INDUSTRY INSIGHT // Amsterdam, Nightlife, and COVID-19: The Uprising Of The Rave

To return to two years ago would render images of completely emptied streets in a once bustling, alive city. The usually crowded canal lanes were silent and still, left with nothing but the open air and its resonating tranquillity. A bizarre and unwelcome feeling, to say the least. With it, came a blunt and deadening end to an innately characteristic trait of Amsterdam: its eclectic and diverse nightlife scene. As much as this similar uncertainty was shared by many globally, Amsterdam’s clubs and venues, by some degree, have taken a particularly hard hit over the past two years. As much as the pressure to follow governmental restrictions was rightly focused upon the importance of the health guidelines, at times, it felt as though the country’s regulations were comparatively confusing and debilitating. A sensation of feeling ‘left out’ was tangible, as the restrictions seemed to continuously worsen, while friends in other countries enjoyed heightened freedoms. A few notable venues, includingDe School, shut their doors in response to the pandemic, creating a gap in the cherished scene.
I recall my last gig in early March of 2020. It was actually a King Krule concert at the Melkweg—translated to the Milky Way— a beloved concert hall and one of the main music venues seated within the heart of the city. I remember that it was mere days before the seemingly abrupt announcement of closing doors and empty streets, and despite the foggy backdrop of hundreds enjoying the rasping tones of Krule, there was most certainly a taint within the air. Since then, Melkweg has practically had its doors shut and its events consistently postponed or removed. Presently, to mark March two years onward, the municipal regulations in Amsterdam have almost ceased. Movements such as ‘Unmute Us’ and ‘De Nacht Staat Op’—‘The Night Rises’—have lingered on the horizon and resounded through to this moment in time; while they weren’t causal to the lessening of the restrictions, they have perhaps played an integral role.
Last July saw a huge gathering crowd in protest of the tight stronghold that the authorities had on clubs and their rules. People adorned in a colourful array of party outfits and neon hues sported signs that demanded a change, and advertised their simple and just desire: to dance. ‘Unmute Us’, while perhaps seemingly banal in its simple slogans to dance, was brought about to express concrete notions of the untimely and somewhat discriminatory attitude that the government possessed towards the club scene.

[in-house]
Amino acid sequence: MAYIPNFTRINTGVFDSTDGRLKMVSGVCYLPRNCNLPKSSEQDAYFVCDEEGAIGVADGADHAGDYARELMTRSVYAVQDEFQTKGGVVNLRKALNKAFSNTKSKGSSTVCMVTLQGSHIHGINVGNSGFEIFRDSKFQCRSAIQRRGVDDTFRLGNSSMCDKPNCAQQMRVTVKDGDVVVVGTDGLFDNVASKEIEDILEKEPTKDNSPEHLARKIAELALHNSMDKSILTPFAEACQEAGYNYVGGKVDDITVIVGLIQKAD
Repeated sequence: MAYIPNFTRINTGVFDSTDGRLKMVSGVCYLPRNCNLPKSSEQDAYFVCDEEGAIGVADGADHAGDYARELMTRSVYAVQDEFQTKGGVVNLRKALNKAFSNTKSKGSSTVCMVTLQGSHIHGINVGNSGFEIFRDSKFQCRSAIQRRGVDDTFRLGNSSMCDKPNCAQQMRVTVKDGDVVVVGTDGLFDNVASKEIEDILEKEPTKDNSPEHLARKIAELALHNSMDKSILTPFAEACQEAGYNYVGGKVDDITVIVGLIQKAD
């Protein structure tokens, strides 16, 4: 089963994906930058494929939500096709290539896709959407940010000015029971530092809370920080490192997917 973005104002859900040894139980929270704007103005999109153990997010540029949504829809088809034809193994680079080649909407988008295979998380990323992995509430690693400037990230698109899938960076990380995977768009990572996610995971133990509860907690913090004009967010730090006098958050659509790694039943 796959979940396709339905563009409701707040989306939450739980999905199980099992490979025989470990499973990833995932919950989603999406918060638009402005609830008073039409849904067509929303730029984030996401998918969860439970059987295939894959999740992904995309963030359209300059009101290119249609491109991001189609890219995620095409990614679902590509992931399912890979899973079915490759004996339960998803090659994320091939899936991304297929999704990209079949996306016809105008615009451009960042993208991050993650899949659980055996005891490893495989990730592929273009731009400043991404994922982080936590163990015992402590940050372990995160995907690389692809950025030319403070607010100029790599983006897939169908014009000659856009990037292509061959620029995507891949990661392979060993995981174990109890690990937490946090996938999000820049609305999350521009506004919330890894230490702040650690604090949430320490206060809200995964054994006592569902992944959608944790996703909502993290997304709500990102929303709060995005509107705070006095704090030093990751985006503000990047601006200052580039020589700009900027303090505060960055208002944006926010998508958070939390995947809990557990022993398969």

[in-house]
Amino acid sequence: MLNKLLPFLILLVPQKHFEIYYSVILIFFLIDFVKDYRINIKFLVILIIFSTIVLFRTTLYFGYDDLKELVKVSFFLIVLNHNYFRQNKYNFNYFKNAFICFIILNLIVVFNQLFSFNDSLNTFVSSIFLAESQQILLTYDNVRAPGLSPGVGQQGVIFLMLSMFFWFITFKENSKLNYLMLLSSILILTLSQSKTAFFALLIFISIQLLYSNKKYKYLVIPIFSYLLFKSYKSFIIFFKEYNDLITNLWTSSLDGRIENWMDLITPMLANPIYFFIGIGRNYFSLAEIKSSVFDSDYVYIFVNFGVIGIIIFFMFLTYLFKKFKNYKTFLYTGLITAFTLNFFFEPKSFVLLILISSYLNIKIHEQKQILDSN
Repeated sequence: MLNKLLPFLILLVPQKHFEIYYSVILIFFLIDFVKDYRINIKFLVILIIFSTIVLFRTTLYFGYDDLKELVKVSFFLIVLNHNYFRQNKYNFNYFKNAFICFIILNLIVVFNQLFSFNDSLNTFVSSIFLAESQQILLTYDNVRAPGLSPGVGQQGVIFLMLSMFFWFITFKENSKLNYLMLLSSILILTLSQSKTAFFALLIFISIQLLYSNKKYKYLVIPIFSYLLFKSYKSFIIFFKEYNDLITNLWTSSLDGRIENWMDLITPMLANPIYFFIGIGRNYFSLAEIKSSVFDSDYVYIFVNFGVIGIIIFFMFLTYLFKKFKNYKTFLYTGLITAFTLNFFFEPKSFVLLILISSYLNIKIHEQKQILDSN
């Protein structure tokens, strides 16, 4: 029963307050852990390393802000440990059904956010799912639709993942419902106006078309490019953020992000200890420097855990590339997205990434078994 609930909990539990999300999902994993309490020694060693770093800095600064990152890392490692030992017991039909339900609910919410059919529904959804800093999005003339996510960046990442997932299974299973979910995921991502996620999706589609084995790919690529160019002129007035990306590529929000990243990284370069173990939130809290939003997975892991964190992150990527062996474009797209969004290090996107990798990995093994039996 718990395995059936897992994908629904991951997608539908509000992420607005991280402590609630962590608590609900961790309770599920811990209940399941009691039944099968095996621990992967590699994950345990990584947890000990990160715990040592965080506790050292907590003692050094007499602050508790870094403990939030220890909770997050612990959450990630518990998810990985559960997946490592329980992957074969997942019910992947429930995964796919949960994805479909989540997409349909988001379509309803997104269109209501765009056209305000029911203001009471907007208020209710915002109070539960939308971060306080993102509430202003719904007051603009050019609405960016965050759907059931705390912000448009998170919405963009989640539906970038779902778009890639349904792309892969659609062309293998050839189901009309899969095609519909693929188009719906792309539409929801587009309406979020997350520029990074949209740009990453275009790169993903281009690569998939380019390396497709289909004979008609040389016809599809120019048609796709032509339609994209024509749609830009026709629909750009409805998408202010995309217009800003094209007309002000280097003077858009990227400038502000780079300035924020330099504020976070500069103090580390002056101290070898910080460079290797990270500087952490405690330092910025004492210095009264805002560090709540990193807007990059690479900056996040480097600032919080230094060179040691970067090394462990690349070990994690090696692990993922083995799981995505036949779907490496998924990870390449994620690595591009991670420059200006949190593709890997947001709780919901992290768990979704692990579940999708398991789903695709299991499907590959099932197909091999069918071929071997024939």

It feels almost too obvious and blatant that, once something is restricted and ‘not allowed’, the yearning for what is forbidden translates into the underground. Thus, it becomes messier, in a sense; harder to monitor and control in a way that is the safest for the public and its general health. That’s precisely what happened in these periods where we had a strict curfew in the early months of 2021, and severe limitations on the number of people allowed within a space. The discontent that it was met by was largely due to the fact that it felt imbalanced and disproportionate to the number of cases and to the general response of neighbouring countries. The entertainment and cultural sectors within the city opened in varying intervals throughout the pandemic, for institutions such as museums, art galleries and cafés—and so, the question was posed: why weren’t the clubs allowed a moment to breathe? It felt almost as if the colourful night-scene was discarded with a superior stance for other segments of the entertainment industry.
Last month, “De Nacht Staat Op” combatted the lessening of restrictions with an explosive notion of putting a middle finger up to it, basically. Most aspects of life were filtering into normality, aside from, again, the club nights and the underground party scenes. Hence, the larger clubs made the bold move of ignoring the guidelines, stating that their doors would open regardless. Clubs advertised safety and health awareness such as renewed and improved ventilation systems to ensure an air of precaution, and promised free shots to stimulate the party vibe.
Most importantly, the air of dissonance was there to stand up for the freedom and rights that Amsterdammers felt entitled to after this long slog of continuously waiting; to reclaim the night and to reclaim the space that had felt so previously constricted and confined. Clubs opened amid governmental threats of large fines of up to €4,500, because it really felt like it was finally time. It felt as though these freeing crowds were tired of adjusting, when the numbers felt, at time, seemingly futile and didn’t add up. The message of awareness towards the importance of social gatherings to general mental health were rampant, proving how important this mentality is to personal development and the essence of enjoyment.
Now, by next week restrictions are practically being dropped. The party scene has had a few weeks of freedom, and the returning bustling city seems to be following in its footsteps. A sense of optimism is tangible.
Works Cited
Written by: Emma Betts of South Lanes Studios
Emma's Instagram - @somrmaughm
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